He proceeded to retain the title against Mike's twin brother, Jack "Twin" Sullivan, also a former world champion, by a knockout in 20 rounds; against future world champion Billy Papke by decision in 10; against Hugo Kelly by a knockout in three and against Thomas, by a knockout in two.

Then, he lost the belt to Papke by a knockout in 12, but Papke and he had an immediate rematch and Ketchel regained the title when he beat Papke by a knockout in 11 in their third match.

Ketchel began 1909 by fighting former Light Heavyweight Champion Philadelphia Jack O'Brien. Ketchel survived a terrible beating at the hand of the slick, quick O'Brien in the early rounds, only to mount a terrific comeback and score four knockdowns in the ninth and tenth rounds. When the final bell rang at the end of the 10th round, O'Brien was lying unconscious on the mat, his head in a resin box in his corner. Under New York rules at the time, though, O'Brien had been saved by the bell and because official decisions were outlawed in New York boxing, the fight was declared a "no decision". A few weeks later, Ketchel had a rematch with O' Brien, knocking out Philadelphia Jack in three rounds. [4]

A fourth fight with Billy Papke followed. Ketchel again won in a tumultuous slugfest to defend his championship and end their series of fights with a record of 3-1 in their four encounters. This (fourth) fight took place in the outdoor Mission Street Arena in Colma, California, during a terrible thunderstorm, yet neither fighter relented in his pursuit of victory until Stanley took the 20-round decision. [5]

Ketchel fought Sam Langford on April 27, 1910. It was a hard-pressed fight by both men, each displaying terrific hitting power for all six rounds of the short bout. No knock downs were scored and both had plenty of energy in the end. Langford won by decision. A longer rematch bout was rumored, but never happened. Some disputed the decision, although a majority of people felt that Langford had won the bout, which following a decision-appealing vote, it was decided (in an uncontroversial manner) that it would stand as a decision win for Langford.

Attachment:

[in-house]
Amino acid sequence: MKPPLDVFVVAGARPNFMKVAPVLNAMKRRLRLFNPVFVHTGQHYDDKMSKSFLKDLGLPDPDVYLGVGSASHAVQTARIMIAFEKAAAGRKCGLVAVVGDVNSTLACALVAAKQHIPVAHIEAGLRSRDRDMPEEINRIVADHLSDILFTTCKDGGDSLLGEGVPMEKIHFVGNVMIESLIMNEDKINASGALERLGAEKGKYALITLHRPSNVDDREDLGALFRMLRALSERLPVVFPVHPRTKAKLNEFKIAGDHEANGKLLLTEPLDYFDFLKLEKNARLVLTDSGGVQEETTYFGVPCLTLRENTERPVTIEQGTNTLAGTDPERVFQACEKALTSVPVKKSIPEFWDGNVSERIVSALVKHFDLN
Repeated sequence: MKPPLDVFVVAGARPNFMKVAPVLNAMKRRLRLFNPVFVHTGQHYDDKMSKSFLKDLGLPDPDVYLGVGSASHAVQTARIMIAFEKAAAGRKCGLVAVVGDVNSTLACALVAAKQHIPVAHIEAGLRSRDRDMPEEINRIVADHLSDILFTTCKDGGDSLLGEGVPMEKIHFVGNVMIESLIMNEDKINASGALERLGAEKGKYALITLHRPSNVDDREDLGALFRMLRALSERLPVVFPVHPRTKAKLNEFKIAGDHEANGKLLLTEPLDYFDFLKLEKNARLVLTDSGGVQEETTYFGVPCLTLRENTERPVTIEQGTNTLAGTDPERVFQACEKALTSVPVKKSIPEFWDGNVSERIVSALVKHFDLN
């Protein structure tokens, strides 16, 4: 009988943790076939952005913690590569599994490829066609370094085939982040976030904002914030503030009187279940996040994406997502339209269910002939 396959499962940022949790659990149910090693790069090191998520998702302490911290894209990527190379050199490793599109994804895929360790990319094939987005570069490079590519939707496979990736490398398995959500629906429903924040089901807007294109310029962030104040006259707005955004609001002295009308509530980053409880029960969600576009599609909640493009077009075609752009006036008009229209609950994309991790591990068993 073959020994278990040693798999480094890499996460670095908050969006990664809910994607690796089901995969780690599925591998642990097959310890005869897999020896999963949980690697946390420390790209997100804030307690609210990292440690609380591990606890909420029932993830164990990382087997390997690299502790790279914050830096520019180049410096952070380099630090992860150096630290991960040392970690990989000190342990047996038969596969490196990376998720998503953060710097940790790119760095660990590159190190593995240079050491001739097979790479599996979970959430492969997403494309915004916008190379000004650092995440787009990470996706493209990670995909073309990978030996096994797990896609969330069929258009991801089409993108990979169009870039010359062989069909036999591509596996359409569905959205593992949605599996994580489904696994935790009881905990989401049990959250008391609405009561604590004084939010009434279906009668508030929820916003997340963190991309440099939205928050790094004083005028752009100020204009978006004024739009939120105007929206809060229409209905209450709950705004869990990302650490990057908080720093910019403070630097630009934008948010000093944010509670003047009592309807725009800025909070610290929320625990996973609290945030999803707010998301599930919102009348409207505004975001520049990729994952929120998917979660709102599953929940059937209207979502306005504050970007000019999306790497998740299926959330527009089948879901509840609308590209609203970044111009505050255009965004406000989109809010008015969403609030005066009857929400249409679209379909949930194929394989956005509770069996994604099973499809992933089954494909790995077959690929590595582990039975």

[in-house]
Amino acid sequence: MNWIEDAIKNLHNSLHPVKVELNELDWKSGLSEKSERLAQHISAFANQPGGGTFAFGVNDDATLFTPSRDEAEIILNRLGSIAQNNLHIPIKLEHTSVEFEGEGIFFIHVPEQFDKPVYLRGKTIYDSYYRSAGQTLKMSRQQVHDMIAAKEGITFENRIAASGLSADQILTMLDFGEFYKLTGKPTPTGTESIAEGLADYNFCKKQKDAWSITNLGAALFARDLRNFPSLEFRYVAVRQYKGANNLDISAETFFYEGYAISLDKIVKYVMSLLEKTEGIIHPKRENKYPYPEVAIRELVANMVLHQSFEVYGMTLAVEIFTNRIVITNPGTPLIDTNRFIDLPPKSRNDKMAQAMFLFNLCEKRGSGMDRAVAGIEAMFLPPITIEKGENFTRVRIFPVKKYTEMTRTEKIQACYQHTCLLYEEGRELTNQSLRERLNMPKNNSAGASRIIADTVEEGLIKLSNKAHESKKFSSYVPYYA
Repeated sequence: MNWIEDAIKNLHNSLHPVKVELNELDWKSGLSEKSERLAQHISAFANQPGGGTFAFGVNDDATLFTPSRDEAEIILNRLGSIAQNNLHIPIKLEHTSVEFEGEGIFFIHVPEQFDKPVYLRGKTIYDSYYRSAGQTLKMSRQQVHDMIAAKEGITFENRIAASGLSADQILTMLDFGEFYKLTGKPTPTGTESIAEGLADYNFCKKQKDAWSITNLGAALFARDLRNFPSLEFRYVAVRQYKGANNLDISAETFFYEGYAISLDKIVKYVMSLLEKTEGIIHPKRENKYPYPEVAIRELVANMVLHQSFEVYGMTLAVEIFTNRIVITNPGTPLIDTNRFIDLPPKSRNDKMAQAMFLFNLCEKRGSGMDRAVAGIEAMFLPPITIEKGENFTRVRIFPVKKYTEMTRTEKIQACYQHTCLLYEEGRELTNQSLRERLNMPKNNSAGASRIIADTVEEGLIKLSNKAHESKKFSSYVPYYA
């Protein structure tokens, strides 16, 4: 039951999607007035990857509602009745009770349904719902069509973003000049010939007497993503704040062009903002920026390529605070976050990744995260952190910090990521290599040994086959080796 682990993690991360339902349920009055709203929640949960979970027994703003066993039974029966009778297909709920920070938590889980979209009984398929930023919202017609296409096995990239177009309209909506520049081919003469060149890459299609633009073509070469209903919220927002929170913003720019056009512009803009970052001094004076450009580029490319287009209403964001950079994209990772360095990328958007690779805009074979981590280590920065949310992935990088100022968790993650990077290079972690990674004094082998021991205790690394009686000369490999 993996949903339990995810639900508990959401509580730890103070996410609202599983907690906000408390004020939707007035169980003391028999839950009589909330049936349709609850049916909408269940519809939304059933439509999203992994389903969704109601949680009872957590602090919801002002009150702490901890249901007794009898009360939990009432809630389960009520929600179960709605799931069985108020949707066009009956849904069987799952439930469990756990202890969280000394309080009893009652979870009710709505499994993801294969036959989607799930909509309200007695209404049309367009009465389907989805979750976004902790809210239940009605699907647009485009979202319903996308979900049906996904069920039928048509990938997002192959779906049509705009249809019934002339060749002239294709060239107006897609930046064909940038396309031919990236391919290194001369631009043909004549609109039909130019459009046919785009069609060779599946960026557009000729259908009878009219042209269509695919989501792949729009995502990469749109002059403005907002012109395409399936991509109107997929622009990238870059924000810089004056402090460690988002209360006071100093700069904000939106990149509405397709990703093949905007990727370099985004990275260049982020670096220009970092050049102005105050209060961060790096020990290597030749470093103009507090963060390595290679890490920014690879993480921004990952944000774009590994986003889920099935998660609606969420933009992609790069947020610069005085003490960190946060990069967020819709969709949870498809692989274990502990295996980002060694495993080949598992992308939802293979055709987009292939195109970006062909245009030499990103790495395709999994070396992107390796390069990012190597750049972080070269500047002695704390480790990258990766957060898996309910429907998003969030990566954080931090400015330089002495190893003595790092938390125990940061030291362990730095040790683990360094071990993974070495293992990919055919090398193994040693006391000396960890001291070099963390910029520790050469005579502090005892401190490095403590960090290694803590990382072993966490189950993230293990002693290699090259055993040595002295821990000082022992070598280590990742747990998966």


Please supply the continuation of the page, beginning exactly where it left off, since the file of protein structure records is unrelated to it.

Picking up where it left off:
Ketchel vs. Johnson

Ketchel's 1909 battle with Jack Johnson has been called by many a modern-day "David and Goliath". In the 12th round, Ketchel floored Johnson with a right hand. Johnson got up and knocked out Ketchel with a right uppercut. [6]

Ketchel and Johnson were rumored to have been friends and to have gone gambling, as well as hit the brothels, together; they shared a love for women. Ketchel and Johnson planned to fight together. Because Ketchel was shorter than Johnson, he wore long coats to conceal the platform shoes he had worn to make him look taller at a publicity event. They set up a script for their fight to stretch it to 20 rounds, as a 20-round fight would guarantee boxing fans would pay to go to local theaters to watch the replay of the fight. After 12 rounds, Ketchel swung a surprise punch that knocked Johnson down. Regaining his feet, Jack Johnson knocked out Ketchel with a swift combination to Ketchel's head and jaw. [7] Ketchel did not wake up for many minutes and some of his teeth were knocked out by the blow, some embedded in Johnson's glove. [8]

Murder

The following year, 1910, Ketchel fought six times (including one exhibition), but his fast living had worn him down.

Hoping for a rematch with Jack Johnson, Ketchel moved to the ranch of his friend, R.P. Dickerson, near (on what is now referred to as Dickerson Ranch Road) Conway, Missouri, where he had hoped to regain his strength. Dickerson had just hired a cook, Goldie Smith, and a ranch hand, whom Smith said was her husband, Walter Kurtz.